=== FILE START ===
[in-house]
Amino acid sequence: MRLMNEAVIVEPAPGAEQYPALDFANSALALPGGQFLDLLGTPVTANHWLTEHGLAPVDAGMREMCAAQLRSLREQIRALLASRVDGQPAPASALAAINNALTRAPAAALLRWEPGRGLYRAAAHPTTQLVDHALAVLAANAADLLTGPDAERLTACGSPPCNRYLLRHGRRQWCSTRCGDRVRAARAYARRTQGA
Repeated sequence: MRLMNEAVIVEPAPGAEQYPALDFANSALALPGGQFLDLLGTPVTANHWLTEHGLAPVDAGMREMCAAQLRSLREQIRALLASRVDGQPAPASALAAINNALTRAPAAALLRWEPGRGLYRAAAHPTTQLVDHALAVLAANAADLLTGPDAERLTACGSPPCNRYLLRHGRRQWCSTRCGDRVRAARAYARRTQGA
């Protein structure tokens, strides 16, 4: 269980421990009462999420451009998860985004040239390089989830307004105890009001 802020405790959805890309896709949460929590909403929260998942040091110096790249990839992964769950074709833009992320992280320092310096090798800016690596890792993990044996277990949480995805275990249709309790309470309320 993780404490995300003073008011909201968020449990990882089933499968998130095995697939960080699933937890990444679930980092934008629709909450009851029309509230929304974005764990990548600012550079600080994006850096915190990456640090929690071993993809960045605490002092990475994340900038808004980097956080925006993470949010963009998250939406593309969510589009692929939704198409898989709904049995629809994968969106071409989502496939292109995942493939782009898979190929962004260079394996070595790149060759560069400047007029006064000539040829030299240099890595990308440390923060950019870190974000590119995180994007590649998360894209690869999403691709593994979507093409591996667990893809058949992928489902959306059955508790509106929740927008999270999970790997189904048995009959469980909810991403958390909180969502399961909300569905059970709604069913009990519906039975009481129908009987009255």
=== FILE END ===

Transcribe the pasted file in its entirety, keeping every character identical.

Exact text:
[in-house]
Amino acid sequence: MRLMNEAVIVEPAPGAEQYPALDFANSALALPGGQFLDLLGTPVTANHWLTEHGLAPVDAGMREMCAAQLRSLREQIRALLASRVDGQPAPASALAAINNALTRAPAAALLRWEPGRGLYRAAAHPTTQLVDHALAVLAANAADLLTGPDAERLTACGSPPCNRYLLRHGRRQWCSTRCGDRVRAARAYARRTQGA
Repeated sequence: MRLMNEAVIVEPAPGAEQYPALDFANSALALPGGQFLDLLGTPVTANHWLTEHGLAPVDAGMREMCAAQLRSLREQIRALLASRVDGQPAPASALAAINNALTRAPAAALLRWEPGRGLYRAAAHPTTQLVDHALAVLAANAADLLTGPDAERLTACGSPPCNRYLLRHGRRQWCSTRCGDRVRAARAYARRTQGA
């Protein structure tokens, strides 16, 4: 269980421990009462999420451009998860985004040239390089989830307004105890009001 802020405790959805890309896709949460929590909403929260998942040091110096790249990839992964769950074709833009992320992280320092310096090798800016690596890792993990044996277990949480995805275990249709309790309470309320 993780404490995300003073008011909201968020449990990882089933499968998130095995697939960080699933937890990444679930980092934008629709909450009851029309509230929304974005764990990548600012550079600080994006850096915190990456640090929690071993993809960045605490002092990475994340900038808004980097956080925006993470949010963009998250939406593309969510589009692929939704198409898989709904049995629809994968969106071409989502496939292109995942493939782009898979190929962004260079394996070595790149060759560069400047007029006064000539040829030299240099890595990308440390923060950019870190974000590119995180994007590649998360894209690869999403691709593994979507093409591996667990893809058949992928489902959306059955508790509106929740927008999270999970790997189904048995009959469980909810991403958390909180969502399961909300569905059970709604069913009990519906039975009481129908009987009255």